the modern exploits of our caged, horned, beasts.

transplanting life is never that simple. you can try to sever everything, blindfold it all up and drive it in circles ’till it loses directions, but somehow things manage to leave a breadcrumb trail. I said goodbye to jersey on saturday morning and fall asleep to Jay Z oscillating in different tones from cars speeding up and passing by my window at 1 am. But some things, like I said, stay the same. Right now there’s too much change for new music.

Monday, The first day I walked from the subway to my job, I put on a Mountain Goats song. It’s one of the few times I’ve done so since the absolutely painful Mountain Goats concert at my alma matter this past spring, where John Darnielle spent most of the show chastising the audience and trying to turn us against each other. I loved and deeply respected The Mountain Goats prior to the show, and was in the truest sense of the word, giddy with excitement about the concert. It was a letdown by the person you least suspect, and it hurt, and so I swore off the Mountain Goats for a while. But I was walking to work, and for some reason, I thought to myself, this is a Mountain Goats moment. And so I put on “Ethiopians.” The song is pretty typical for the ‘Goats, incisive, detailed verses, and a big, chant along chorus. only the chorus to this song is THE GOOD THINGS NEVER LAST. THE BAD THINGS NEVER DIE. It’s not that those are an especially weird Mountain Goats lyric or sentiment, but that the last thing I did before I started a new job, one where I’m going to be trying to turn around the lives of youth who for one reason or another, fell into a pretty nasty trap they’re now stuck it, was put on about the most pessimistic, hopeless song I could have.

“Ethiopians” is a Mountain Goats B-Side, available free on their Daytrotter sessions page.

Tuesday, the second time I walked from the subway to my job, I played Mice Parade, whose self titled album I’ve written about pretty extensively in the past on this site. It’s one of the albums I listen to most often, as I think it is one of the most beautiful albums I own, like putting together puzzle pieces which fit, but whose images don’t seem to line up with one another. The songs themselves and the album as a whole may or may not function as a coherent unit (more on that in a sec.) but the individual elements are beautiful enough that they cary everything. The songs that are most accessible are, obviously, the poppier, more upbeat ones, the one’s with bandleader Adam Peirce’s comforting monotone vocals, but I’ve been stopping myself from just skipping over to them, and instead listening to the album as a whole. And, for an album which in the past I’ve loved principally for musical reasons, I discovered some pretty interesting lyrical themes running through.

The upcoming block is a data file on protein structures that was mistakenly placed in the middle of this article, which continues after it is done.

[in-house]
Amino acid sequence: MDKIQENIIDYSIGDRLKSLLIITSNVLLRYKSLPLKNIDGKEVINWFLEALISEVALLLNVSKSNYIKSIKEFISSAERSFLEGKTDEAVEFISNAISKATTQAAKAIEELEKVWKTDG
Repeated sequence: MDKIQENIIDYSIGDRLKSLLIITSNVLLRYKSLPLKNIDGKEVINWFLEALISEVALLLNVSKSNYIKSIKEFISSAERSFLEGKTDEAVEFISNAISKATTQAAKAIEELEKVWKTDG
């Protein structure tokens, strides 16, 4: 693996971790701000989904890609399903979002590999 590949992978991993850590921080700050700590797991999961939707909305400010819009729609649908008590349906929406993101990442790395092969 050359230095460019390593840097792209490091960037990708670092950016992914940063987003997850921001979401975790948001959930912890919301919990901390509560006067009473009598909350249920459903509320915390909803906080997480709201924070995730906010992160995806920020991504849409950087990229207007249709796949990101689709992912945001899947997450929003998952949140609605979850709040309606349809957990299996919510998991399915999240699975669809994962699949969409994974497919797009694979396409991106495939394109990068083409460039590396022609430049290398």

The album itself is concerned with storytelling and memory. You can see it in “Satchelaise,” which begins a simple fairytale that, but ultimately spirals out of it’s tightly wound as the details of the story change. It’s there in the evocatively titled “Tales of Las Negras” where two minutes of wintry, steam pipe atmosphere and dueling vocals from Peirce and Laetitia Sadier from Stereolab lead to pierce forlorn questioning; “And if the myths have gone away, will the stories ever stay?” It’s a line that might at first seem obvious, but I think it’s getting at an important distinction and a sad truth about both individual and collective memory. When something loses it’s mythlike status, the first mixtape from your second girlfriend discovered in a dresser drawer 5 years after the fact, will it even stay with you that much longer or will it simply fade. It’s there in the most immediate song on the album, “The Last Ten Homes” which has a unique plot of its own (I won’t give it away, just listen and see), but struggles when it’s actor “looks around, hoping to tell/his whole story beginning to end,” and finds that noone wants to hear. I would assume if I could understand what the lead singer of Mum was saying on “Double Dolphins on the Nickel,” that that would be about storytelling as well The ideas of these songs; of lost stories, or stories that have lost their luster, or stories we think we know, but we know them wrong, are just as compelling to me at this point as the beautiful music. You get two “difficult tracks” and one of the accessible ones. Listen to all three then go buy the album.

Tales of Las Negras” “Double Dolphins on the Nickel” and “The Last Ten Homes” are from Mice Parade’s 2007 Self Titled album.

The band’s myspace say’s they’ve got a new album in the works which should be out early next year. That’s something to look forward to.

And hey Weakerthans fans (weakerfans?), here’s something to help stoke the anticipation for John’s soon to be released series of solo EPs; a really, really early version of Fallow’s “Letter of Resignation” complete with a poem crammed right in near the end.

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